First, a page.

Chinaberry Sidewalks

Chinaberry Sidewalks

Book - 2011
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Recounts the author's experiences growing up in Houston in the 1950s as the only child of an alcoholic father and epileptic mother, describing a coming-of-age marked by barroom brawls, apocalyptic hurricanes, and wild improvisations in the face of unpaidbills.
Publisher: New York : Alfred A. Knopf, 2011
Edition: 1st ed
ISBN: 9780307594204
0307594203
Branch Call Number: 92 CROWELL
B Crowell
Characteristics: viii, 259 p. : ill. ; 25 cm
Alternative Title: Chinaberry sidewalks : a memoir

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DeltaQueen50
Oct 03, 2011

Rodney Crowell’s memoir, Chinaberry Sidewalks covers his early years. This is not a book about his rise to fame, but more of a loving tribute to his parents. Rodney was often in the middle of his father’s drunken rages against his mother, who in her turn, was a holy-roller who also had a fondness for beer and whipping Rodney. Yet his words are laced with humor, wryness and a loving fondness and the final pages, when he’s by the bedside at first his father and then his mother’s death there is a tender strength that often shows up in his musical lyrics.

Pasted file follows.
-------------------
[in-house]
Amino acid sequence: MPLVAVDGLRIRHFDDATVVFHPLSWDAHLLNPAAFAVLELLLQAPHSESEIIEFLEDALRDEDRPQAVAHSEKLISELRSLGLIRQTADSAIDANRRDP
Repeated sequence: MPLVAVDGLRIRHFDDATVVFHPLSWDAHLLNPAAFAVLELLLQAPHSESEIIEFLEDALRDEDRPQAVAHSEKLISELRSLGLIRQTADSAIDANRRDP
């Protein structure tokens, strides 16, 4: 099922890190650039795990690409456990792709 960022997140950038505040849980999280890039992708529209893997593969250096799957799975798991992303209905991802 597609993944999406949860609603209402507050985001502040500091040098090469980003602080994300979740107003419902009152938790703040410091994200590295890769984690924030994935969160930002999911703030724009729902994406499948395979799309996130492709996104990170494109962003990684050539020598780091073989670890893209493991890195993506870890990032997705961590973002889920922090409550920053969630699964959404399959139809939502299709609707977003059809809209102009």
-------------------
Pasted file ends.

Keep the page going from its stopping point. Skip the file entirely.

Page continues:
Growing up in the 1950’s and 60‘s, his parents were scrabbling to make a living in East Austin. Rodney both idolized and abhorred his father. Together they had a love of music, and Rodney was taken to see Hank Williams Senior, Johnny Cash, Carl Perkins and Jerry Lee Lewis by him. But the dark undercurrent that was brought out by his father’s drinking was never far from Rodney’s thoughts. He also had to keep a close eye on his mother at all times as she was epileptic and Rodney had to be ready at a moments notice to administer to her when she had a seizure.

Rodney Crowell is a master lyricist and this ability shines through the pages of this book. Honest, humble, and humorous, he paints a picture of growing up poor, with these damaged parents, yet also is able to portray the love that his family ultimately shared and the value in this upbringing that shaped the man he is today.

o
okbookgirl
Aug 22, 2011

Crowell evokes his hardscrabble Texas childhood with humour and surprisingly warm remembrances of his parents. It was not a "Father Knows Best" kind of family, and many other people raised there would be bitter and sitting in psychologists' offices forever. But Crowell is generous, kind and forgiving. I have never heard a Crowell song, but if his songwriting is half as good as this memoir - I've been missing out.

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